DOMES might be used to study the full life of thunder storms, the lives of generations of coastal dolphins, and so on -- wide-spread phenomena studied via a distributed network of sensors.

Circa 2001 (I am not sure), after examining a directional microphone for sale in some store and wondering how it might work, I accidentally created a model of what might be the mechanism of the imaging sonar of dolphins. That mechanism has evolved, in my mind, and continues to survive tests in computer-based simulations. My theory of how the microphone worked was, however, quite wrong.

Dolphin Inspired Sonar

DOMES an introduction to the concept of a "distributed observatory."

How von Neumann's Elephant creates Hubris and Error in Environmental Sciences
Other pages of this web-site relating to Popular Errors in Science

Aposyndesis: Towards a Theory of Evolution of Social Groups (and war and such)

Convex Topology
A field of mathematics I invented then abandoned due to my seeming inability to find interesting applications. Convex Topology, also known as Convexly Topological Spaces, combines Convexity and Topology and also generalizes many concepts of Normed Linear Spaces.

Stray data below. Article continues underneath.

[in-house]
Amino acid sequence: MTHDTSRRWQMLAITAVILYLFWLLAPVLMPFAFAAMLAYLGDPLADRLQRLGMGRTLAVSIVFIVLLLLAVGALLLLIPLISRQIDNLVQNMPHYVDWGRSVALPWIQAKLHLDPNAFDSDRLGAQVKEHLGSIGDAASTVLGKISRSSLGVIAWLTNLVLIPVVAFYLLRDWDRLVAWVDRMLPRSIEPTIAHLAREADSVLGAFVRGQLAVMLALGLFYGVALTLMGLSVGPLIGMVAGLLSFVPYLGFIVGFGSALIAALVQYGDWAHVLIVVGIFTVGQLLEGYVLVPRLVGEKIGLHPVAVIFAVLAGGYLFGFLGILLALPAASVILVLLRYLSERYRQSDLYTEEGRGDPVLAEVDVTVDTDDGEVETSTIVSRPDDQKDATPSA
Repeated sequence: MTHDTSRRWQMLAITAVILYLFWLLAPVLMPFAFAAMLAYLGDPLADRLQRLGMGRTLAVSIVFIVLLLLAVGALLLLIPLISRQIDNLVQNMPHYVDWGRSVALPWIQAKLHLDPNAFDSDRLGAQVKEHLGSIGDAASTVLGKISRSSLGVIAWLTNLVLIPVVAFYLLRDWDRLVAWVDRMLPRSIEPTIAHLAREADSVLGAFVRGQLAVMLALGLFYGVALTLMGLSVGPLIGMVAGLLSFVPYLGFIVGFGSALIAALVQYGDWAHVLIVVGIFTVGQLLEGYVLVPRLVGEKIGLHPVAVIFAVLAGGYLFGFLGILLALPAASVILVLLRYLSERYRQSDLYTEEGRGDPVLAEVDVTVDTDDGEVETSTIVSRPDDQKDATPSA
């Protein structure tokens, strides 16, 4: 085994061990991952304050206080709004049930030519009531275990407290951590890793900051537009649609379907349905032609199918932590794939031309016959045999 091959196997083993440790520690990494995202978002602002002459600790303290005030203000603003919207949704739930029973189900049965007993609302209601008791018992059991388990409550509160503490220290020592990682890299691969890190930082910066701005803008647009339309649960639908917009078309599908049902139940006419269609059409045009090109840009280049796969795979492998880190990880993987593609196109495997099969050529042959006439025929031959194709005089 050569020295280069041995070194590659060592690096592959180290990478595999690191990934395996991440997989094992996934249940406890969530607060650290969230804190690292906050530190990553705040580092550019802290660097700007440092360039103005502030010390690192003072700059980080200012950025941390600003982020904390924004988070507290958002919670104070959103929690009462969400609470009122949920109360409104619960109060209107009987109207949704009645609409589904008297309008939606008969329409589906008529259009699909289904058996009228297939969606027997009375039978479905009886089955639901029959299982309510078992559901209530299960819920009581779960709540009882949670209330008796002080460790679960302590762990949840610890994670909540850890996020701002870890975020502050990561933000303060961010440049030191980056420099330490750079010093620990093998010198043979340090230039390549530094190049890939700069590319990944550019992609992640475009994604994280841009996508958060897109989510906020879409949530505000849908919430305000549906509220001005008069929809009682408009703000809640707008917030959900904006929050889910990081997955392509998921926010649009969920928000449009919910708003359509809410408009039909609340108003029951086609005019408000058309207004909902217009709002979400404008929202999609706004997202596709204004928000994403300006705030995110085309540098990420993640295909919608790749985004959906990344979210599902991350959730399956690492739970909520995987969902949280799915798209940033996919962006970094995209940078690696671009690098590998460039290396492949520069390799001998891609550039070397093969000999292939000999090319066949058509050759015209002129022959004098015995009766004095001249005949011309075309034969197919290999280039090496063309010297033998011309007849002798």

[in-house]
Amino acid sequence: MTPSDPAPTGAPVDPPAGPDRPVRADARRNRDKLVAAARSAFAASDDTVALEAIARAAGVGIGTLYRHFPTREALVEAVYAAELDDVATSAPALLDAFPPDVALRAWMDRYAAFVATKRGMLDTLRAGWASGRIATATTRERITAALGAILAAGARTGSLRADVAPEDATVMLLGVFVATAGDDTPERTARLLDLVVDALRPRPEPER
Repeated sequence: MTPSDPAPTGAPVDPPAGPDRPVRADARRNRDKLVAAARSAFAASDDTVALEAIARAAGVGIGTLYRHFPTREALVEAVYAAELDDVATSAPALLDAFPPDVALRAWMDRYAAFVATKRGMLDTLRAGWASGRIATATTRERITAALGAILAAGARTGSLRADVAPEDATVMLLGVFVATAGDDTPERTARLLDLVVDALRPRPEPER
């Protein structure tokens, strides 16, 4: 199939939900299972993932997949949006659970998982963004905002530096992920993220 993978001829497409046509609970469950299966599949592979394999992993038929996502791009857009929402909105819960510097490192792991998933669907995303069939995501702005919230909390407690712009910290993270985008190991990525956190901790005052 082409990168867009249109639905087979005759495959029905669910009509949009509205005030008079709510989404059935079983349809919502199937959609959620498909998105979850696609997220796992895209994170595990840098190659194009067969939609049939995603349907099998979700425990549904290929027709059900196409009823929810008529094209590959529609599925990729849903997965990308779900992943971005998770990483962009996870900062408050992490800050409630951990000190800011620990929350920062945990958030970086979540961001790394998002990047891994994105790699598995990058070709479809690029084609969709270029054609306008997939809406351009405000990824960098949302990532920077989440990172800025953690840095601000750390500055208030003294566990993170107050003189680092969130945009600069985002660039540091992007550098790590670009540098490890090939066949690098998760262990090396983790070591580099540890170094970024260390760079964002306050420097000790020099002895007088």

Orthodrop, a simple method of solving huge sparse systems of linear equations.

Day of the Dolphinoid, 1993
Contains what seems to be the first professionally published instance
of the word "ethorobotics" which, so far as I know, I was the first to coin. That paper was excerpted from the privately published Ethorobotics of Dolphinoids (also, in some versions, called "Ethorobotics of Microsubs") that resulted from my first teaching "Artificial Intelligence - at Southern University in Baton Rouge.

Moreman with Hannibal at Cannae
Post-Roman historians underestimated Hannibal in that their descripion of the battle had him winning by a tactic which depended too much on luck. Rather, his tactic depended upon the absolute predictability of behavior of large masses of Roman cavalry and infantry.